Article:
Sunday, January 21, 2007
The Sad Saga of the Defunct Wheelie Bag
I awoke Sunday at 9 a.m. in the same bed I'd slept in for 60 days of 2004, in El Raval, a Pakistani/Arabic/artist neighborhood in Barcelona.
My mind was happy to be in Barcelona. My body, even after twelve hours of sleep, wasn't happy regardless of its location. It just hurt.
Friday and Saturday were a blur of planes and trains, of trying to sleep on a six-hour transatlantic flight while being constantly interrupted by flight attendants brightly hoping to further assist me with food and water, of dragging the wheelie over the broken pavement of JC as it passively resisted by trying to throw itself to the curb. Nice people helped me carry the wheelie down the stairs to the Grove Street PATH stop and from the World Trade Center A train station to the actual platform. Other than that, I weaved around stations, using handicapped-accessible elevators when available.
The JFK train-to-the-plane is especially wheelie-accessible. In the old days, I would have been most-unhappy going up the stairs, crossing the tracks, then going down the stairs to the bus. Today there are elevators.
I thought I'd overpacked, but no one charged me extra at the airport, so I guess I did all right. Funny how much less is required to go around the world for a year than to go do an office job for two months.
In Barcelona, the wheelie route to the train was good too, but when I got to Barcelona Sants--the main train station near the center--I ran into trouble.
My plan had been to easily transfer to the subway, which would zip me down to the meeting point near the flat I'd rented, so I could pick up the keys from Maria, the Rentalona agent. But there were lots of stairs in between me and the subway platform.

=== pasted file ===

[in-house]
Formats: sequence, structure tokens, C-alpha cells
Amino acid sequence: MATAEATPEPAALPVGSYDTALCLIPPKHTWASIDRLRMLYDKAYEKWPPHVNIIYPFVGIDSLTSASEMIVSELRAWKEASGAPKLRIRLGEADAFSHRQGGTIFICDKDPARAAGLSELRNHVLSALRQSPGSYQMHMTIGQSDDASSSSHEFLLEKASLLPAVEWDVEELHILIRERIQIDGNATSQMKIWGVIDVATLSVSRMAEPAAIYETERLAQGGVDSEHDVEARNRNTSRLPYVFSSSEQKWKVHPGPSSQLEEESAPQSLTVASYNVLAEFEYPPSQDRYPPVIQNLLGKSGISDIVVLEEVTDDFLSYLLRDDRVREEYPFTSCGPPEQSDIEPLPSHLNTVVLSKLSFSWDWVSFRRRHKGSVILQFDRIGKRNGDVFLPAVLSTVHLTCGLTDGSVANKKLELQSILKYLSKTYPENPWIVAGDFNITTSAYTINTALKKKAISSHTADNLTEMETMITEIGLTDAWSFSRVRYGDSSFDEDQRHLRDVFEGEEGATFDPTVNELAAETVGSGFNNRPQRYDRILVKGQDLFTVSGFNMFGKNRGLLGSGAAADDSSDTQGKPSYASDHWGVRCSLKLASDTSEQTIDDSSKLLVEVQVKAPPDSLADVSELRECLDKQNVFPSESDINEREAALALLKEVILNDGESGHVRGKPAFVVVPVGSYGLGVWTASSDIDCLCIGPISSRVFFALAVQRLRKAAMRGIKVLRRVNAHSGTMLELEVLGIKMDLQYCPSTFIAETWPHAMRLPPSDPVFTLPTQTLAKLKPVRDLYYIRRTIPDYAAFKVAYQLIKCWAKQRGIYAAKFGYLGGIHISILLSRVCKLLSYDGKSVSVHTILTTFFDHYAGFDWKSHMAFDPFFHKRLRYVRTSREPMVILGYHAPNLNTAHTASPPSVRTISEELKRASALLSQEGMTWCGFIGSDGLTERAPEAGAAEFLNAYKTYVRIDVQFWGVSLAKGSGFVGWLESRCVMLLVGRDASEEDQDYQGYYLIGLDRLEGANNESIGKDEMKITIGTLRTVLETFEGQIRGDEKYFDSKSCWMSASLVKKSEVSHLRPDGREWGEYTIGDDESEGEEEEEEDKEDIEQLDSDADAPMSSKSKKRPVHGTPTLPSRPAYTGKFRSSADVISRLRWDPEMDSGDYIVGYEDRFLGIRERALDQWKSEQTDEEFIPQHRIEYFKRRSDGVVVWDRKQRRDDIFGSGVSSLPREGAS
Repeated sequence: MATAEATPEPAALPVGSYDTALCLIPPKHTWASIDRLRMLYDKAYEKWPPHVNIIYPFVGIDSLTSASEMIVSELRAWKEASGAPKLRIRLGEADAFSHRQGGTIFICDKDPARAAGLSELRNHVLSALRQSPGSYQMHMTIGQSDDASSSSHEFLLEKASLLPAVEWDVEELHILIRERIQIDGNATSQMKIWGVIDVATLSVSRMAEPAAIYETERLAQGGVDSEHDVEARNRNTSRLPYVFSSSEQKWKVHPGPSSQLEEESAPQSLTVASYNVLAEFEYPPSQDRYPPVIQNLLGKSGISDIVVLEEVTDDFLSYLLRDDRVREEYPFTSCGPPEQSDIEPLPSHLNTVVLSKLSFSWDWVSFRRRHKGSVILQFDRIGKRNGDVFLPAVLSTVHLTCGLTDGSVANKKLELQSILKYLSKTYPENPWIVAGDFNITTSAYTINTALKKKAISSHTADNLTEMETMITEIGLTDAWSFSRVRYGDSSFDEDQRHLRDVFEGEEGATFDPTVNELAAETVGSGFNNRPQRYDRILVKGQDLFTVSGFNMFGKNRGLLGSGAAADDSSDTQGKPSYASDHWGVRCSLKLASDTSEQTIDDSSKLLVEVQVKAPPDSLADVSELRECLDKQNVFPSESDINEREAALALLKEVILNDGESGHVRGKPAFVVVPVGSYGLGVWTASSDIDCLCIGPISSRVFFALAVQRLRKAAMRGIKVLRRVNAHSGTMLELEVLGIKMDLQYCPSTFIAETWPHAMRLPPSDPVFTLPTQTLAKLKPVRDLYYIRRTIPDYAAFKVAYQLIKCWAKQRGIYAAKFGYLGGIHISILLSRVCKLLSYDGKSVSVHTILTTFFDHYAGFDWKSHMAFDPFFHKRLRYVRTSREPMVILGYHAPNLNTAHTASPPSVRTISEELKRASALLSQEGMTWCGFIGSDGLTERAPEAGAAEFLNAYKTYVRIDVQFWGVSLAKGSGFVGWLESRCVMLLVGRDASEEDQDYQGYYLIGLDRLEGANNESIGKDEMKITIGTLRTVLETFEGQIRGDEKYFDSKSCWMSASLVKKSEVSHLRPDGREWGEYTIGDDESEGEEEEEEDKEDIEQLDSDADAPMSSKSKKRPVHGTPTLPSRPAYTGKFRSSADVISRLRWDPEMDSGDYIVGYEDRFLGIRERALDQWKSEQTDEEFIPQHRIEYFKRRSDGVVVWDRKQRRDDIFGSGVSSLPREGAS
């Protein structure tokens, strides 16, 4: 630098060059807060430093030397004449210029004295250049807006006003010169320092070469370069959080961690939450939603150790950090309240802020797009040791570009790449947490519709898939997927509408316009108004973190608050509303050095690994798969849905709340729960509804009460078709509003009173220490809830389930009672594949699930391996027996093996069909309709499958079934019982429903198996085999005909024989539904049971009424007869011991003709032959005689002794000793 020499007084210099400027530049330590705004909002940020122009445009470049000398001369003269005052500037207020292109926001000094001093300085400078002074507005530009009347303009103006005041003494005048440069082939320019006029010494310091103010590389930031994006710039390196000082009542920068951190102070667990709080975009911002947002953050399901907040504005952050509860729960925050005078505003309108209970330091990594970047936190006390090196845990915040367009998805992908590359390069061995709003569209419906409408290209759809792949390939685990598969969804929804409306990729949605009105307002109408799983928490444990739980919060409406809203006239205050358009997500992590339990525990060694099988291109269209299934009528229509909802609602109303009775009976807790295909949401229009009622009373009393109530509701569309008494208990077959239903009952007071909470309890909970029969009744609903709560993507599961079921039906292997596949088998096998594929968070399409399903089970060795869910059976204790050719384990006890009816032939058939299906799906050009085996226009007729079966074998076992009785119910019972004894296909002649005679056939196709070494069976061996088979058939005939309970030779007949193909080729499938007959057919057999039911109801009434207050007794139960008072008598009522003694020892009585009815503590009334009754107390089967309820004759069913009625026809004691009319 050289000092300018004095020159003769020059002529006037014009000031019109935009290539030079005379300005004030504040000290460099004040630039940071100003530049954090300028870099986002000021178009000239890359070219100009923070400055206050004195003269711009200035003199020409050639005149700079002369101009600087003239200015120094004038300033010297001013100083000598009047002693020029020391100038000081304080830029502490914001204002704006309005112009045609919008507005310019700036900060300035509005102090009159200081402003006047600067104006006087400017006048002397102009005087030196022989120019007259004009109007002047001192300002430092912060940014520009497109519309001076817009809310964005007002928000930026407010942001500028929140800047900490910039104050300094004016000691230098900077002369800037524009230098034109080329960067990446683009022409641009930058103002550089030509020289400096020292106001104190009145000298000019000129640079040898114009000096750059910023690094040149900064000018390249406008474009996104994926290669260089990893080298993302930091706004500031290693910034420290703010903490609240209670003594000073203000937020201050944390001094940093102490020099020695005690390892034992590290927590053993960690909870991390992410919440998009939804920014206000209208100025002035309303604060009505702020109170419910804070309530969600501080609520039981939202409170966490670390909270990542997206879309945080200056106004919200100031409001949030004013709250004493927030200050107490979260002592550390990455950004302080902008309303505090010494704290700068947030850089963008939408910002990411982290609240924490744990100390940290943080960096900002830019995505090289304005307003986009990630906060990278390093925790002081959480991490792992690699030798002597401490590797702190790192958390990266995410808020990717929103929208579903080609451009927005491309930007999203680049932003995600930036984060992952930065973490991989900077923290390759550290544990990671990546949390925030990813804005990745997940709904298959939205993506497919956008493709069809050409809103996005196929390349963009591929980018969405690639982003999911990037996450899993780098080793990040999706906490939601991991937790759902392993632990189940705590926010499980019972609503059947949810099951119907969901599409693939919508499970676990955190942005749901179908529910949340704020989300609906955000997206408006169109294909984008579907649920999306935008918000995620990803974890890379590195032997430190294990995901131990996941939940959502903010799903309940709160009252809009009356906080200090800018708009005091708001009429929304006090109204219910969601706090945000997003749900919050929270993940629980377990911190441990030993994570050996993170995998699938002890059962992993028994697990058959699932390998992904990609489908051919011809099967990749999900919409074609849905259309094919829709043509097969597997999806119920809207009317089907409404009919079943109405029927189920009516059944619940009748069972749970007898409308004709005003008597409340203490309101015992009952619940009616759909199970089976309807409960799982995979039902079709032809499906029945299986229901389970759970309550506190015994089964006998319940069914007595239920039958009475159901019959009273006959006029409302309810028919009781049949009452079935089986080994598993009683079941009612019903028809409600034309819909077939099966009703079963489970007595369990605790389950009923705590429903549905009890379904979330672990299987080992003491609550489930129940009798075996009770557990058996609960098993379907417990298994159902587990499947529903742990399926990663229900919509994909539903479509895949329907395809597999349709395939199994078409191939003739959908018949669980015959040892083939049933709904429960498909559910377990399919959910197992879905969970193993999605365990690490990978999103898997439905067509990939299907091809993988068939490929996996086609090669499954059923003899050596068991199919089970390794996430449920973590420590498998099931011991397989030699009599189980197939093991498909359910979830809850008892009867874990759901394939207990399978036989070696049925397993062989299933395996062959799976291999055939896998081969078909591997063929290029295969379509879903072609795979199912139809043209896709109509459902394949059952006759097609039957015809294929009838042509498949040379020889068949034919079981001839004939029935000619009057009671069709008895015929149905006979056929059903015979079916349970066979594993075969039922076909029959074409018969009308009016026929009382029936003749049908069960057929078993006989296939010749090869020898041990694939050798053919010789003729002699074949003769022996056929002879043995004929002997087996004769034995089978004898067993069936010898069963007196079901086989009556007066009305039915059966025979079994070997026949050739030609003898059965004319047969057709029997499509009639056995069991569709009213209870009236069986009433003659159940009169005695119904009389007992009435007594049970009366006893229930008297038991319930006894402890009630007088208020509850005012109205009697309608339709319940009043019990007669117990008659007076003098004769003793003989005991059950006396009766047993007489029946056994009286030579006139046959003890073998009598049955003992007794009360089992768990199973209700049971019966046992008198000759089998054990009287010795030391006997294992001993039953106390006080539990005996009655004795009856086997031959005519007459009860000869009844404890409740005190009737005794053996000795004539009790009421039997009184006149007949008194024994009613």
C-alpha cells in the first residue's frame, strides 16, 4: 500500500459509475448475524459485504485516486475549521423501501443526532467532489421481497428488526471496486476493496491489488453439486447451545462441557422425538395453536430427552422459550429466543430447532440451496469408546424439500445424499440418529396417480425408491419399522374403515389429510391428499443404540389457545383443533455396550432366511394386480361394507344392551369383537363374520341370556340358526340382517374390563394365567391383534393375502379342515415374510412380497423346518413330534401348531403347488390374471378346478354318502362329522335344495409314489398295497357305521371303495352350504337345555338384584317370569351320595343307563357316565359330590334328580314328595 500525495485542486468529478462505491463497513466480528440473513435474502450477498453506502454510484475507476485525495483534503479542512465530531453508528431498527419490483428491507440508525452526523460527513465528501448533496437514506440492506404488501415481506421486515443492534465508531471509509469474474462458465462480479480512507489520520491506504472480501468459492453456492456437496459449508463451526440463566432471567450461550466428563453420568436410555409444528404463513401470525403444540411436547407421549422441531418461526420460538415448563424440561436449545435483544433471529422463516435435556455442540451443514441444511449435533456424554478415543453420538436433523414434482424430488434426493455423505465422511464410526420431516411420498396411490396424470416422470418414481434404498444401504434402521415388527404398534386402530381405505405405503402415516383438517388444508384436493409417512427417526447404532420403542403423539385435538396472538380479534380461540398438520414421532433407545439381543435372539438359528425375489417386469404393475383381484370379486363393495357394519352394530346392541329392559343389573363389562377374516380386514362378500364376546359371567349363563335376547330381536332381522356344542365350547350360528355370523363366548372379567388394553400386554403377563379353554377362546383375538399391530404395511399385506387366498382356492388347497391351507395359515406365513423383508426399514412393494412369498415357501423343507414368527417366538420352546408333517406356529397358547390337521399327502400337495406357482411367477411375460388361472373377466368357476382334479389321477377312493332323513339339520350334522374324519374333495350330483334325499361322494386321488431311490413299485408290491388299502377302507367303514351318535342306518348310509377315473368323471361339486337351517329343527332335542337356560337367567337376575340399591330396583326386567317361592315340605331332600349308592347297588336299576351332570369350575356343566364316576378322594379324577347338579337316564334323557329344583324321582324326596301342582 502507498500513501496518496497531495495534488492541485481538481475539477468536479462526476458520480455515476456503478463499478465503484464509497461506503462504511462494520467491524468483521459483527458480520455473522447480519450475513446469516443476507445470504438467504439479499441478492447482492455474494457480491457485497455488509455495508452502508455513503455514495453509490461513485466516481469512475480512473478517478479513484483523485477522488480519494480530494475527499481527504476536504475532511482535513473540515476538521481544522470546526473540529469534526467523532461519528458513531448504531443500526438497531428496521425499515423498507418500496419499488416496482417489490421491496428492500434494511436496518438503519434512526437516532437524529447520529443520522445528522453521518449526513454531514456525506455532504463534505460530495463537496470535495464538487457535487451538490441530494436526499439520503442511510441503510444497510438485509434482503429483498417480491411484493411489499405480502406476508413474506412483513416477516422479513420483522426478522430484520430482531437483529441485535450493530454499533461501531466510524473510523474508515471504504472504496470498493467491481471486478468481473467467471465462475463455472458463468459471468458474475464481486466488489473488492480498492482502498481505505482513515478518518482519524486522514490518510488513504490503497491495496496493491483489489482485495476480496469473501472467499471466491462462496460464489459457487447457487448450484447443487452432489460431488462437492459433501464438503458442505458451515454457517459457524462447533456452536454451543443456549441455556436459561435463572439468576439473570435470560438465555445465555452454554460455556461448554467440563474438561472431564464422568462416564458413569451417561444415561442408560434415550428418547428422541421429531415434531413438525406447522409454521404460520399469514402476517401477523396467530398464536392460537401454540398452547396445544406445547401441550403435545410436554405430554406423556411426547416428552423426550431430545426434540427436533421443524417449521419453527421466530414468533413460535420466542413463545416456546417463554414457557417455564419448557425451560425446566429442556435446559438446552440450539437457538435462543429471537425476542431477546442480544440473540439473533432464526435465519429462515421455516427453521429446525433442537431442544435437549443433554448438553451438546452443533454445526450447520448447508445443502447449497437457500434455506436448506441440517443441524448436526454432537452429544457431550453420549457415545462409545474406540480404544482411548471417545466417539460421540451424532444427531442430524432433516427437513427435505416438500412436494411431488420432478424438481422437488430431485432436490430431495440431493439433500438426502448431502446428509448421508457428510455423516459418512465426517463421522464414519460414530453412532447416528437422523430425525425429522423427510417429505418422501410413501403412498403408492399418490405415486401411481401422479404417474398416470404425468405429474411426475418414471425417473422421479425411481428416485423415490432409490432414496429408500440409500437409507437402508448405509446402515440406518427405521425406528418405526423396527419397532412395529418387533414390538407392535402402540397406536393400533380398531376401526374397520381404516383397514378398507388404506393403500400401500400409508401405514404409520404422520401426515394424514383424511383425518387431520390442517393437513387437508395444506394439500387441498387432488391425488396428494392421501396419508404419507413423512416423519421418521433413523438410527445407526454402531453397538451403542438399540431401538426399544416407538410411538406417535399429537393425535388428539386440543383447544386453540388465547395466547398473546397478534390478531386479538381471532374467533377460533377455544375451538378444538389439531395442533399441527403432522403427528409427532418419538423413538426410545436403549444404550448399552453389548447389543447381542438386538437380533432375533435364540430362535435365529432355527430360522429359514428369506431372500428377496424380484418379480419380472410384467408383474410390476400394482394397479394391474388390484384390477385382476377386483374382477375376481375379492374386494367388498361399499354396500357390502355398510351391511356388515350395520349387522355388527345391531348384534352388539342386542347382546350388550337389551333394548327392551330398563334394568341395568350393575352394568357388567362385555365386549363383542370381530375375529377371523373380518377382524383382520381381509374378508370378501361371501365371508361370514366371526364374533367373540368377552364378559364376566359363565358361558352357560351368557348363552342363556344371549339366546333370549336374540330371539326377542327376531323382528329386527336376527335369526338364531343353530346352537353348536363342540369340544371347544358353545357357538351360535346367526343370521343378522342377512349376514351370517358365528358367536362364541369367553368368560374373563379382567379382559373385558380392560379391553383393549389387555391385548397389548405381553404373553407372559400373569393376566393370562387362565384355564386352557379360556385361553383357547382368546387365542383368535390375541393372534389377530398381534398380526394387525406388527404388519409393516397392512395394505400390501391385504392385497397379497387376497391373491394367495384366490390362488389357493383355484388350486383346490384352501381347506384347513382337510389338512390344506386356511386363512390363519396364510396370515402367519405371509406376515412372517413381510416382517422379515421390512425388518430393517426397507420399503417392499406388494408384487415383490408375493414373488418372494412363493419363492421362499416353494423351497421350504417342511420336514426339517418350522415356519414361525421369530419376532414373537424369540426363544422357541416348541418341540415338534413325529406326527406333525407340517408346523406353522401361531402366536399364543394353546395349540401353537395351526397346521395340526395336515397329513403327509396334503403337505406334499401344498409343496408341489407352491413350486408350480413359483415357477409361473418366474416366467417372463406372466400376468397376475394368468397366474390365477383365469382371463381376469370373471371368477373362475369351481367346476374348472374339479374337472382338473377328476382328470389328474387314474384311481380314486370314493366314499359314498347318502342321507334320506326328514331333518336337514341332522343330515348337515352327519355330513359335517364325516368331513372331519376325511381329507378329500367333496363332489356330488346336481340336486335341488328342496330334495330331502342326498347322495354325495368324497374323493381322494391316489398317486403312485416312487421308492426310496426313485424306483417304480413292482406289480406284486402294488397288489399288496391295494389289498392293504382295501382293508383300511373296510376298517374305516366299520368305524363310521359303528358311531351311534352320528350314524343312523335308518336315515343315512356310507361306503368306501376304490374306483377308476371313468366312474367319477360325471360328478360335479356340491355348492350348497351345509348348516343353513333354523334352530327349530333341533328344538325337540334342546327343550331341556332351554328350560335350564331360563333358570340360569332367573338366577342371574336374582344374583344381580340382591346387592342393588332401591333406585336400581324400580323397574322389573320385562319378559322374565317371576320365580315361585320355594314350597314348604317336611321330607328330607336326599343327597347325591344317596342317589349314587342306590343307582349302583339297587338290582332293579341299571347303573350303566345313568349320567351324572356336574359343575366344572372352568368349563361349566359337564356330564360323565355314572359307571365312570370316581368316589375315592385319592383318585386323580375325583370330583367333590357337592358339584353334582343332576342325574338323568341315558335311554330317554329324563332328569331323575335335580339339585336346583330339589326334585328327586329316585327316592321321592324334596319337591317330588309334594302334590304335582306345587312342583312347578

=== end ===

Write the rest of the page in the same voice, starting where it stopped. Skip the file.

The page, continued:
So what, I thought. That's what wheels are for. I merrily dragged the wheelie down the stairs and proceeded to walk down the platform.
The wheelie kicked me in the calf. Hey! Thats gonna bruise. What's your problem, stupid wheelie bag?
Oh. The handle had fallen off. I'll stuff it back in. Right after I catch this train.
Wheelie and I lurched onto the subway car, then I knelt to examine the damage.
No, I wouldn't be stuffing it back in. The handle had completely snapped off. Damn. Some people just aren't meant to own wheelies. I stuffed the handle into the suitcase, wincing as I felt it rip the lining.
At Parallel metro, a nice Pakistani woman helped me dragged the unwieldy handle-less beast up the stairs. I didn't see the meeting place, so I dragged the wheelie another block while hunting for a sign for Rincon del Artista, where Maria was waiting. Nothing. Dragged it another block. Damn unpleasant, this dragging. To use the wheels, I had to crouch over and walk near to the ground. Ouch.
I must have missed the meeting place. I called the Rentalona office a few times but got no answer. I headed towards the apartment. At the plaza in front of the supermarket, I stopped and fell into a heap on a bench next to two old men, who ignored me. I called Rentalona again. Still no answer. I fired up my laptop, searched for Maria's mobile number. Hey, that's nice! An unsecured wi-fi signal right here downstairs from my flat!
But there was no mobile number. I'd have to go find her.
"Perdone, " I addressed the two old men. "Mon ami est..." Argh, that's not Spanish. Try again.
"Mi amiga est..." The two old men stared expectantly.
"Donde esta Rincon del Artista?"
They stared at me blankly. I switched tactics. Pretended to lift the bag and looked pained. Very heavy.
"Ah! " They laughed.
I showed my outstretched hand, indicating five. "Cinco minutos! Je vais a..." Damn. That's not Spanish either. "Yo... " What, yo what? I couldn't remember how to say I go! I showed walking with my fingers and pointed. Then walked back and pointed to the suitcase.
They got it. I think they agreed to watch my heavy bag for five minutes.
I raced off to Parallel, still could not find the meeting point, when my phone rang. It was Dorata in the Rentalona office. She'd call Maria and tell her to meet me at the flat.
Minutes later, only one man was sitting at the bench, along with my wheelie bag. He was playing the harmonica. I managed to spit out "gracias" instead of "shukran, " "merci, " or "danke" and dragged the wheelie to the flat. Maria showed up seconds later.
"Marie, " chided Maria gently. "You should always travel with what you are comfortable with. " Point taken.
And then, I looked at the stairs. All five flights of them. Never mind, I was in Barcelona. I love Barcelona. I heaved the broken wheelie up ahead of me. Onward and upward.